The Pilling Report is all about distinctions, and distinctions matter.
The commission which produced it offers eighteen “findings and recommendations”. Points two through eighteen read as recommendations, articulating what “should,” “needs” or “can” be done, or what the Church is to be encouraged or called to do or demonstrate. But point one is described as the foundation of the report, and doesn’t appear to be a recommendation but rather a premise or statement of fact. It reads as follows: “We warmly welcome and affirm the presence and ministry within the Church of gay and lesbian people, both lay and ordained.” Let us consider it as a finding of the commission then.
It is, of course, the official line that the Church takes on gay and lesbian people (though bisexuals and transgender people are notable by their absence here) and it may well be the attitude of the report’s authors. If so, it is of limited value, and should hardly be a “finding” of such a report. Reading it as a finding about the church itself then, the evidence doesn’t stack up.
The extensive YouGov polls commissioned by the Westminster Faith Debates this year, and funded by two of the UK’s research councils, are the only ones to ask whether churches are welcoming to lesbian, gay and bisexual people. Only 21% of the public think they are, a proportion which falls to 17% amongst 18-24 olds. These surveys also broke respondents down by religion, and found that, in contrast to the “finding” of the Pilling commission, only 30% of Anglicans think Christian churches are welcoming to lesbian, gay and bisexual people; 45% consider that their churches are not. Most people, then, do not recognise the premise of the report – even from within the church itself.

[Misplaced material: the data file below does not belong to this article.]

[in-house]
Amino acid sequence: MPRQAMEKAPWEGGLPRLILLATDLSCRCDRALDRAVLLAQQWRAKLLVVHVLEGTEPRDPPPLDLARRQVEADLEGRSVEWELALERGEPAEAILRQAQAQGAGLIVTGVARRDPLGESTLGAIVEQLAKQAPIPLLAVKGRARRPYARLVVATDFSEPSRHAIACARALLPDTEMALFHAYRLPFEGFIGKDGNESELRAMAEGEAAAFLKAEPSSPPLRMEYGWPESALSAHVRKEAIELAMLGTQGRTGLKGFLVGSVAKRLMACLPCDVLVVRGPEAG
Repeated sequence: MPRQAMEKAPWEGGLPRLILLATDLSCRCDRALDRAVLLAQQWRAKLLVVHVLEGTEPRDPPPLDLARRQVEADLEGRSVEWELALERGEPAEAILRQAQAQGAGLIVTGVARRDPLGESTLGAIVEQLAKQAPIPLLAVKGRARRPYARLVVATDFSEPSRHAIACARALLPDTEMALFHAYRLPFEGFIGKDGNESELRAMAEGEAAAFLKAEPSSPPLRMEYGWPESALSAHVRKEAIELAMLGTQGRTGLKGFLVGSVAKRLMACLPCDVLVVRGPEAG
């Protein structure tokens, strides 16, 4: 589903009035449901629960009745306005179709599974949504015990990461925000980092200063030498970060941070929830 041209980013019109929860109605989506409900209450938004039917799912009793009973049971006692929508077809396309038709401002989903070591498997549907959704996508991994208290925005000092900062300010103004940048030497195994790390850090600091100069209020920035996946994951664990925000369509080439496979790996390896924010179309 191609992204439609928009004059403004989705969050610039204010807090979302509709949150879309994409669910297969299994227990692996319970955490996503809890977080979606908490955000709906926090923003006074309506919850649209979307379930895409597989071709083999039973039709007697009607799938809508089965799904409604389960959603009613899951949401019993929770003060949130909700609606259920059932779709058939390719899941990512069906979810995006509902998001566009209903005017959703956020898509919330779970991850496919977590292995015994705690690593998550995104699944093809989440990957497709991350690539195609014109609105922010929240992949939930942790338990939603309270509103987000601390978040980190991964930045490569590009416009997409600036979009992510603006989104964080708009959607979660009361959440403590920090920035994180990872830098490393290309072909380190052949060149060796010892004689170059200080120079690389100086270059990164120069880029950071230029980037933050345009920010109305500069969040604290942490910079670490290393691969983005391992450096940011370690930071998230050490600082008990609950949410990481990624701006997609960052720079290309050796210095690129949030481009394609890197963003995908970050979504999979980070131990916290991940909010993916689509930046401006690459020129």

The commission did cite some surveys, but not this most recent and extensive poll which actually addressed the question of the Church’s welcome to gay and lesbian people – said to be the foundation of the whole report. It was available six months ago, and was widely publicised.
Another distinction which the report draws is between “marking” same-sex partnerships and “blessing” them. It was always going to be hard for the Church of England to control the reporting of this nicety, and most of the press quickly interpreted this as a new freedom for clergy to conduct “blessings” for gay and lesbian couples in churches.
So when is a blessing not a blessing? Such services will be without formal liturgy and are described in the report as to be “of the nature of a pastoral accommodation” (though only by those churches minded to be accommodating), with a recommendation that the House of Bishops consider issuing formal guidance. It will be interesting to see what they make of the distinction, but it seems unlikely that priests will be prohibited from, say, making the sign of the cross or even mentioning the word blessing during these services.
The reality is that all but the leaders of the Church of England will regard such services as blessings. One can understand the attempt to accommodate conservative conscience on this matter, but doing so by resorting to a distinction so fine that neither side recognises it, and the public ignore it, is to resort to fudge.
Simon is Research and Media Assistant for the Westminster Faith Debates, and a PhD student at Lancaster University.